Arbitration Overview

Arbitration Overview

What is arbitration?

Arbitration is a proceeding that is essentially a substitute for, and less formal version of, a lawsuit filed in court. It is intended to reduce the amount of time and legal fees required to reach a binding resolution in a dispute, although the decision reached by the arbitrator is binding on the parties to the dispute. The arbitration process begins by filing a request for arbitration. The request is a fairly simple form, which includes information such as the parties to the dispute, the requested arbitrators, the requested dates for arbitration, and where the arbitration will occur. The party initiating arbitration will also file a case summary, which sets forth the facts and issues in dispute, and their requested relief. The opposing party will then have a chance to file an answer and counterclaims, in which they will respond to the allegations in the case summary and have the option to make their own claims. Unlike a lawsuit, there is no formal discovery process in arbitration. Instead, prior to the hearing the parties will exchange all documents and disclose the witnesses they intend to use in the arbitration hearing. The hearing itself is conducted by an arbitrator, which is a neutral third party who essentially acts as the judge. The arbitrator will hear the testimony, review the evidence, and make a determination that is binding on both parties and enforceable in court.

Whether a party can seek to have a particular dispute arbitrated depends on the nature of the dispute and the wording of the arbitration provision in the condominium documents.

The Real Estate Bar Association Dispute Resolution Department is one outfit that offers arbitration services. They employ a number of arbitrators with extensive experience in real estate related matters, including condominium disputes. More information can be found on their website.

Is it a good idea to have an arbitration provision in your condominium documents?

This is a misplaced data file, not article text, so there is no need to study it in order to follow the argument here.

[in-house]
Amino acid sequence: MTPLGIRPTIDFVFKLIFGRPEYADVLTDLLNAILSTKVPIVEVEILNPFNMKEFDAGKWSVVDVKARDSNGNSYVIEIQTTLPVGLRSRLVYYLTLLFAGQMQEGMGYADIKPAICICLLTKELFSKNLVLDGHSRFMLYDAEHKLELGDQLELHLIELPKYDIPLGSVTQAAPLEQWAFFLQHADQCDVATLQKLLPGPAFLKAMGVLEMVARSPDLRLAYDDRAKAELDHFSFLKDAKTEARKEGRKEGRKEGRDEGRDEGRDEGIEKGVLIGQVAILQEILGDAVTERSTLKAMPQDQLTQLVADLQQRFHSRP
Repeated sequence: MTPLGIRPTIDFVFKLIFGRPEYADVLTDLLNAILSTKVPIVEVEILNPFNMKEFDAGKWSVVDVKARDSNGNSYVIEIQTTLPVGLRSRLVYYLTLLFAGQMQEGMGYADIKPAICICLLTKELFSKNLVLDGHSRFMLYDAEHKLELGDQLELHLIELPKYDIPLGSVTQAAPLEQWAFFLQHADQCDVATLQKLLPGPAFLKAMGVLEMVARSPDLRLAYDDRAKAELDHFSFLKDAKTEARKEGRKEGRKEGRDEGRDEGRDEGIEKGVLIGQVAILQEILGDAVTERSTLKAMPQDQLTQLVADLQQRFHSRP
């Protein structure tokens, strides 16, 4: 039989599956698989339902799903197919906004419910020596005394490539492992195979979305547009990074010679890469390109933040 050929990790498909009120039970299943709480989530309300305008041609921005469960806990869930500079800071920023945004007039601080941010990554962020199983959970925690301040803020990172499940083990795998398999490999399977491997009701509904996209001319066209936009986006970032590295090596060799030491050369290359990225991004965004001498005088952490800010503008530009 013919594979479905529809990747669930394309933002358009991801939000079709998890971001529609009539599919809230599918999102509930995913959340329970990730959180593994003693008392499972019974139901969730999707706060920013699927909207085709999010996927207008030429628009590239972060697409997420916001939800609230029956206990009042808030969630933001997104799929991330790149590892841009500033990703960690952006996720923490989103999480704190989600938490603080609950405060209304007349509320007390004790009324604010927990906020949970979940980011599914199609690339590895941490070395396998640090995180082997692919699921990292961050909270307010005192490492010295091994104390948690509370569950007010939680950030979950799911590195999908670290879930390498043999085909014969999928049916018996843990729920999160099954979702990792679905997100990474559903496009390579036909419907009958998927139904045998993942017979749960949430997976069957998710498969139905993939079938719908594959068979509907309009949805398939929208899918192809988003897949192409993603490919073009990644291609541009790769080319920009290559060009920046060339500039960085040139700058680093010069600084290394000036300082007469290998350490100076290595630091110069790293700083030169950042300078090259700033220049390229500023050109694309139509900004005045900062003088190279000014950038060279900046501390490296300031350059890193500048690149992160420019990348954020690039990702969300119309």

As mentioned above, litigation can be very costly and time consuming. In some cases, it can take well over a year to resolve a dispute in court, and parties can spend upwards of tens of thousands of dollars, or more, litigating a dispute in court. As such, some condominium declarants – particularly those of smaller condominiums – include an arbitration provision in their condominium documents. The arbitration provision can either be mandatory or discretionary. With a mandatory arbitration provision, the parties in dispute are required to submit the matter to binding arbitration, and if one party files a lawsuit in court, the opposing party can seek to dismiss the case and compel arbitration pursuant to the mandatory arbitration provision (although if both parties agree to waive the arbitration provision and proceed in court, they can do so). Discretionary arbitration provisions do not require the parties to submit the matter to arbitration, but include it as a potential option for parties in dispute. Whether a party can seek to have a particular dispute arbitrated depends on the nature of the dispute and the wording of the arbitration provision in the condominium documents. In all circumstances, if the parties agree to arbitrate, they can do so even if the condominium documents do not contain an arbitration provision or even if the arbitration provision does not apply to their specific dispute.

What should you do when a condominium dispute arises?

It is important to consult with an attorney any time a dispute arises within a condominium. Regarding arbitration, the attorney will be able to review the relevant provisions in the condominium documents and first determine whether there is an arbitration provision. If there is such a provision, the attorney will advise whether it is mandatory or discretionary, and if it is discretionary, whether it applies to the particular dispute. The attorney can also discuss the pros and cons of proceeding with arbitration as opposed to filing a complaint in court.

Law firms specializing in condominium work, including our office, generally have extensive experience drafting and revising arbitration provisions within condominium documents. Additionally, the Real Estate Bar Association has model condominium documents for two-unit condominiums that contain an arbitration provision for smaller condominiums. If your condominium association is interested in exploring adding or revising an arbitration provision, we encourage you to contact your legal counsel for more information.

Stephen M. Wiseman

If you have any need for legal services related to this article, or any similar matter, you can email Stephen at or any of our other attorneys at Moriarty Bielan and Malloy LLC at 781-817-4900 or

Stephen M. Wiseman